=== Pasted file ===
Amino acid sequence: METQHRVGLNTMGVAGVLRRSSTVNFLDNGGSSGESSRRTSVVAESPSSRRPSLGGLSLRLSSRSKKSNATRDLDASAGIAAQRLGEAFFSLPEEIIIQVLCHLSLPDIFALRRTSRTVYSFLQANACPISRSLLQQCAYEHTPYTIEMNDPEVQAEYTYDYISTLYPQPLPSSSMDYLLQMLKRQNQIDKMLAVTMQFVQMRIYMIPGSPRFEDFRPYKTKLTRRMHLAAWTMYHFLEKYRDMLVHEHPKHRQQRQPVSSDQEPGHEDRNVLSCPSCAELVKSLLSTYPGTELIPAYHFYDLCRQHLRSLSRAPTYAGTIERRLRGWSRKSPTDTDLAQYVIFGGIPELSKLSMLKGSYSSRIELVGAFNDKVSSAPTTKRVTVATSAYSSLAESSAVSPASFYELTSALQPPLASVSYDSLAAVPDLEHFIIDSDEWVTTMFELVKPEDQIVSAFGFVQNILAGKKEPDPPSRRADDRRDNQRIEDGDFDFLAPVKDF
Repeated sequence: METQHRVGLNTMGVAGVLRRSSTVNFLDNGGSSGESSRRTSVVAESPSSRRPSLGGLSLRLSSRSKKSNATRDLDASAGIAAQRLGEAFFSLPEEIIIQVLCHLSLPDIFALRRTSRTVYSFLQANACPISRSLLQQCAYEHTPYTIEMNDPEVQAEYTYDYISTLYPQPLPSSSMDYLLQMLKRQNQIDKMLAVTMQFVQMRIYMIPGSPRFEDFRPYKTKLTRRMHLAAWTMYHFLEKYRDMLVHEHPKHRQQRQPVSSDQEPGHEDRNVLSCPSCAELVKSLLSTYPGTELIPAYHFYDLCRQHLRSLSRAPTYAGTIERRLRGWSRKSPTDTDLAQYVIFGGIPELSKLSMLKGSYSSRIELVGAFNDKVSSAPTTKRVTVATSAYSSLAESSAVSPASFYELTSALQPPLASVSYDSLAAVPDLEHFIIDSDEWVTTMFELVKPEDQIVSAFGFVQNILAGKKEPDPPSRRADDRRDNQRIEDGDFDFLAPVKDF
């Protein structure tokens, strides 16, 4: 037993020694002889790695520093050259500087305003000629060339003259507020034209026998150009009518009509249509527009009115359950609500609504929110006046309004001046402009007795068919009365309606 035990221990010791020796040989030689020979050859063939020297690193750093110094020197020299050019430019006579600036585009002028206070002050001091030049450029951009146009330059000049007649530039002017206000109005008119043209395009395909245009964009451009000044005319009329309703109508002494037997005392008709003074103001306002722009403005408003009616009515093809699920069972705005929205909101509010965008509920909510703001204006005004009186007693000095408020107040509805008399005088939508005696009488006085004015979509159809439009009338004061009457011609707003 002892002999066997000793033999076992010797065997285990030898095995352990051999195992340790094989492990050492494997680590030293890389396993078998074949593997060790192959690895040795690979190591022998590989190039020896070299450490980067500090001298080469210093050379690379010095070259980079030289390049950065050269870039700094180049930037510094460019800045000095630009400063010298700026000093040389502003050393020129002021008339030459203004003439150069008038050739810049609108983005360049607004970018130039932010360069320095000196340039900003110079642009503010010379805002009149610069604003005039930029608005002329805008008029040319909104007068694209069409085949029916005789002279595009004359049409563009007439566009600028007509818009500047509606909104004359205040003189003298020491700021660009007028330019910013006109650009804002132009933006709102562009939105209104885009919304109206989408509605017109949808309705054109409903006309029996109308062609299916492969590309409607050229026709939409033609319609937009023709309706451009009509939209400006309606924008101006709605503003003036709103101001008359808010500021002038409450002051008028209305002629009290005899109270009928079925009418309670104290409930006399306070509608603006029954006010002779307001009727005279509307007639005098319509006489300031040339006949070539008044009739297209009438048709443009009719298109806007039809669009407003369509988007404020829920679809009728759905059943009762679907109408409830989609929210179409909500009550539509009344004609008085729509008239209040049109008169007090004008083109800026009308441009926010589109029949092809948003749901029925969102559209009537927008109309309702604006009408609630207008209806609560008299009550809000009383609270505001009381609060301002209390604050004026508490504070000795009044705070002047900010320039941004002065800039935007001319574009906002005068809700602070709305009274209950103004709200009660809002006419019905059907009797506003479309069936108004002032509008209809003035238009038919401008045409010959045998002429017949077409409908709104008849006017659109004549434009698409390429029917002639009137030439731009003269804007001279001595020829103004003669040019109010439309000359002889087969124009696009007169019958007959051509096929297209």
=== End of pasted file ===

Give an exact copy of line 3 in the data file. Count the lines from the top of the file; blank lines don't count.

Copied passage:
């Protein structure tokens, strides 16, 4: 037993020694002889790695520093050259500087305003000629060339003259507020034209026998150009009518009509249509527009009115359950609500609504929110006046309004001046402009007795068919009365309606 035990221990010791020796040989030689020979050859063939020297690193750093110094020197020299050019430019006579600036585009002028206070002050001091030049450029951009146009330059000049007649530039002017206000109005008119043209395009395909245009964009451009000044005319009329309703109508002494037997005392008709003074103001306002722009403005408003009616009515093809699920069972705005929205909101509010965008509920909510703001204006005004009186007693000095408020107040509805008399005088939508005696009488006085004015979509159809439009009338004061009457011609707003 002892002999066997000793033999076992010797065997285990030898095995352990051999195992340790094989492990050492494997680590030293890389396993078998074949593997060790192959690895040795690979190591022998590989190039020896070299450490980067500090001298080469210093050379690379010095070259980079030289390049950065050269870039700094180049930037510094460019800045000095630009400063010298700026000093040389502003050393020129002021008339030459203004003439150069008038050739810049609108983005360049607004970018130039932010360069320095000196340039900003110079642009503010010379805002009149610069604003005039930029608005002329805008008029040319909104007068694209069409085949029916005789002279595009004359049409563009007439566009600028007509818009500047509606909104004359205040003189003298020491700021660009007028330019910013006109650009804002132009933006709102562009939105209104885009919304109206989408509605017109949808309705054109409903006309029996109308062609299916492969590309409607050229026709939409033609319609937009023709309706451009009509939209400006309606924008101006709605503003003036709103101001008359808010500021002038409450002051008028209305002629009290005899109270009928079925009418309670104290409930006399306070509608603006029954006010002779307001009727005279509307007639005098319509006489300031040339006949070539008044009739297209009438048709443009009719298109806007039809669009407003369509988007404020829920679809009728759905059943009762679907109408409830989609929210179409909500009550539509009344004609008085729509008239209040049109008169007090004008083109800026009308441009926010589109029949092809948003749901029925969102559209009537927008109309309702604006009408609630207008209806609560008299009550809000009383609270505001009381609060301002209390604050004026508490504070000795009044705070002047900010320039941004002065800039935007001319574009906002005068809700602070709305009274209950103004709200009660809002006419019905059907009797506003479309069936108004002032509008209809003035238009038919401008045409010959045998002429017949077409409908709104008849006017659109004549434009698409390429029917002639009137030439731009003269804007001279001595020829103004003669040019109010439309000359002889087969124009696009007169019958007959051509096929297209």